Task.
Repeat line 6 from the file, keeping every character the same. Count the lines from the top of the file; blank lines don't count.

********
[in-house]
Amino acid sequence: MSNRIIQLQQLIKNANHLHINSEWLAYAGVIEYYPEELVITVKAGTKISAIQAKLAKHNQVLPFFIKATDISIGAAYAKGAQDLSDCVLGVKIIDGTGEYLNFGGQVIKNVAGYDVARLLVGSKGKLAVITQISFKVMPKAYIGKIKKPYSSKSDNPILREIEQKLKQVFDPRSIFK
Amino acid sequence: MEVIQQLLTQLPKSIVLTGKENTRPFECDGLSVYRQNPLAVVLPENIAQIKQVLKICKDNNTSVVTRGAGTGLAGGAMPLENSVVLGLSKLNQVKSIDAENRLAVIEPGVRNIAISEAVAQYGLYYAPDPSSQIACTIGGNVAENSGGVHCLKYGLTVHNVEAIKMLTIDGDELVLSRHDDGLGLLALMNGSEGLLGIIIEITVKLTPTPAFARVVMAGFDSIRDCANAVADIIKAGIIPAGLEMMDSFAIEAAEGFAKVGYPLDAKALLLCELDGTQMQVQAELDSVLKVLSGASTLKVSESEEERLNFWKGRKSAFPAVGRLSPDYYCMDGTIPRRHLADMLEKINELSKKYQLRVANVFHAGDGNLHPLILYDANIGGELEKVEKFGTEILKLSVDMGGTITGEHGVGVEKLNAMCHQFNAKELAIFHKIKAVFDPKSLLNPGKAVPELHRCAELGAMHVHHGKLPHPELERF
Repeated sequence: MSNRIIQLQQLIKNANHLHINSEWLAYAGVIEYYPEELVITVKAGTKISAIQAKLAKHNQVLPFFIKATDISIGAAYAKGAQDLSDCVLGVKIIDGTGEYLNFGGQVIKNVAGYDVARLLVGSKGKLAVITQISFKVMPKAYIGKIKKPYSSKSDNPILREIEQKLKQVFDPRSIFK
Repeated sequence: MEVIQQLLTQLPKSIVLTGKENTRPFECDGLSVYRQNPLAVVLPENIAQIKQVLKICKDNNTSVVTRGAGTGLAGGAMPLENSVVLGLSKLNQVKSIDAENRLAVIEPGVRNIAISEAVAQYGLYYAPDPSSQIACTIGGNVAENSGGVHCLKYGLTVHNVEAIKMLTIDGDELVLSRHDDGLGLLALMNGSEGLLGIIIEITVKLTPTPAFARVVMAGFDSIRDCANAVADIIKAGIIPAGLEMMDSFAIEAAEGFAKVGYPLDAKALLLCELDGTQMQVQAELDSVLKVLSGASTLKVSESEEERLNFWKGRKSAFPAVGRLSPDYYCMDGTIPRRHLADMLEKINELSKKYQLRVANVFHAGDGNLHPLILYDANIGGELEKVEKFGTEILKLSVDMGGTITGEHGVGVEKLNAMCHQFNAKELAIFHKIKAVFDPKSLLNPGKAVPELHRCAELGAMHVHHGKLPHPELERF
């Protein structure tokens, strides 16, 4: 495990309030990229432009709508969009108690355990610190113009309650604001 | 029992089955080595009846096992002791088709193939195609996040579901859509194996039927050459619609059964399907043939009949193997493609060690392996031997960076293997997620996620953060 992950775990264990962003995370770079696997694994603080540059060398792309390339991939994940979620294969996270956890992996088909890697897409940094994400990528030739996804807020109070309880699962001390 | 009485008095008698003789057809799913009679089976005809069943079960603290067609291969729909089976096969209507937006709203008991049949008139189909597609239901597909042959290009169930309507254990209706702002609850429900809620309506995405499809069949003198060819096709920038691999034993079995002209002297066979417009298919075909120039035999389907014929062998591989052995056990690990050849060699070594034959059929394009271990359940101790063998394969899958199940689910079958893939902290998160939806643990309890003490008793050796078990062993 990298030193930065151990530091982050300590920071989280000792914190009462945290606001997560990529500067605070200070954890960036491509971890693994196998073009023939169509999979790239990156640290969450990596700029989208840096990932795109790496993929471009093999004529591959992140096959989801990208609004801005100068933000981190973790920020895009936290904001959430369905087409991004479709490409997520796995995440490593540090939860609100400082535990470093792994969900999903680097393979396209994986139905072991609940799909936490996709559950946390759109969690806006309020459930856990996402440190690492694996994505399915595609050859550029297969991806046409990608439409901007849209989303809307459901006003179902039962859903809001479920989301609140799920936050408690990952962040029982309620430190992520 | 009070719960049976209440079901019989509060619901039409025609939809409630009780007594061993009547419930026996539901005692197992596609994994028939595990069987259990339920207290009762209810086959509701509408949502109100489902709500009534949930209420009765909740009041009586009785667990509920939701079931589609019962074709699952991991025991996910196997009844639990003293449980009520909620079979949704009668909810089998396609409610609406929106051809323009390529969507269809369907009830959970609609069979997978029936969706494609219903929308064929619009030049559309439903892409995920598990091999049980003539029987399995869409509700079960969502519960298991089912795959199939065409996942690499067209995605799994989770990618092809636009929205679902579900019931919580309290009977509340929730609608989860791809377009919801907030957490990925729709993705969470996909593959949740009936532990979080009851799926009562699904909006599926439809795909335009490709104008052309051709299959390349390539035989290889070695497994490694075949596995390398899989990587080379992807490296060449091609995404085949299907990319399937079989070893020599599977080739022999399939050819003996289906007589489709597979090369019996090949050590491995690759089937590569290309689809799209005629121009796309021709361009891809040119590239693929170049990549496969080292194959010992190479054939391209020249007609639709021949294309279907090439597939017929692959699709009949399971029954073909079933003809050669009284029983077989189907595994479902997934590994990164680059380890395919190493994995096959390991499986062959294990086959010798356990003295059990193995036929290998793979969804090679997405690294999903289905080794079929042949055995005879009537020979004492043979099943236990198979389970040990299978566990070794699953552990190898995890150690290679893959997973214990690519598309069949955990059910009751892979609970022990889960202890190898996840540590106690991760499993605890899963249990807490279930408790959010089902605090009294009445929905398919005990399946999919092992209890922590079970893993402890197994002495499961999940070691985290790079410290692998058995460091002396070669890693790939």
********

């Protein structure tokens, strides 16, 4: 495990309030990229432009709508969009108690355990610190113009309650604001 | 029992089955080595009846096992002791088709193939195609996040579901859509194996039927050459619609059964399907043939009949193997493609060690392996031997960076293997997620996620953060 992950775990264990962003995370770079696997694994603080540059060398792309390339991939994940979620294969996270956890992996088909890697897409940094994400990528030739996804807020109070309880699962001390 | 009485008095008698003789057809799913009679089976005809069943079960603290067609291969729909089976096969209507937006709203008991049949008139189909597609239901597909042959290009169930309507254990209706702002609850429900809620309506995405499809069949003198060819096709920038691999034993079995002209002297066979417009298919075909120039035999389907014929062998591989052995056990690990050849060699070594034959059929394009271990359940101790063998394969899958199940689910079958893939902290998160939806643990309890003490008793050796078990062993 990298030193930065151990530091982050300590920071989280000792914190009462945290606001997560990529500067605070200070954890960036491509971890693994196998073009023939169509999979790239990156640290969450990596700029989208840096990932795109790496993929471009093999004529591959992140096959989801990208609004801005100068933000981190973790920020895009936290904001959430369905087409991004479709490409997520796995995440490593540090939860609100400082535990470093792994969900999903680097393979396209994986139905072991609940799909936490996709559950946390759109969690806006309020459930856990996402440190690492694996994505399915595609050859550029297969991806046409990608439409901007849209989303809307459901006003179902039962859903809001479920989301609140799920936050408690990952962040029982309620430190992520 | 009070719960049976209440079901019989509060619901039409025609939809409630009780007594061993009547419930026996539901005692197992596609994994028939595990069987259990339920207290009762209810086959509701509408949502109100489902709500009534949930209420009765909740009041009586009785667990509920939701079931589609019962074709699952991991025991996910196997009844639990003293449980009520909620079979949704009668909810089998396609409610609406929106051809323009390529969507269809369907009830959970609609069979997978029936969706494609219903929308064929619009030049559309439903892409995920598990091999049980003539029987399995869409509700079960969502519960298991089912795959199939065409996942690499067209995605799994989770990618092809636009929205679902579900019931919580309290009977509340929730609608989860791809377009919801907030957490990925729709993705969470996909593959949740009936532990979080009851799926009562699904909006599926439809795909335009490709104008052309051709299959390349390539035989290889070695497994490694075949596995390398899989990587080379992807490296060449091609995404085949299907990319399937079989070893020599599977080739022999399939050819003996289906007589489709597979090369019996090949050590491995690759089937590569290309689809799209005629121009796309021709361009891809040119590239693929170049990549496969080292194959010992190479054939391209020249007609639709021949294309279907090439597939017929692959699709009949399971029954073909079933003809050669009284029983077989189907595994479902997934590994990164680059380890395919190493994995096959390991499986062959294990086959010798356990003295059990193995036929290998793979969804090679997405690294999903289905080794079929042949055995005879009537020979004492043979099943236990198979389970040990299978566990070794699953552990190898995890150690290679893959997973214990690519598309069949955990059910009751892979609970022990889960202890190898996840540590106690991760499993605890899963249990807490279930408790959010089902605090009294009445929905398919005990399946999919092992209890922590079970893993402890197994002495499961999940070691985290790079410290692998058995460091002396070669890693790939």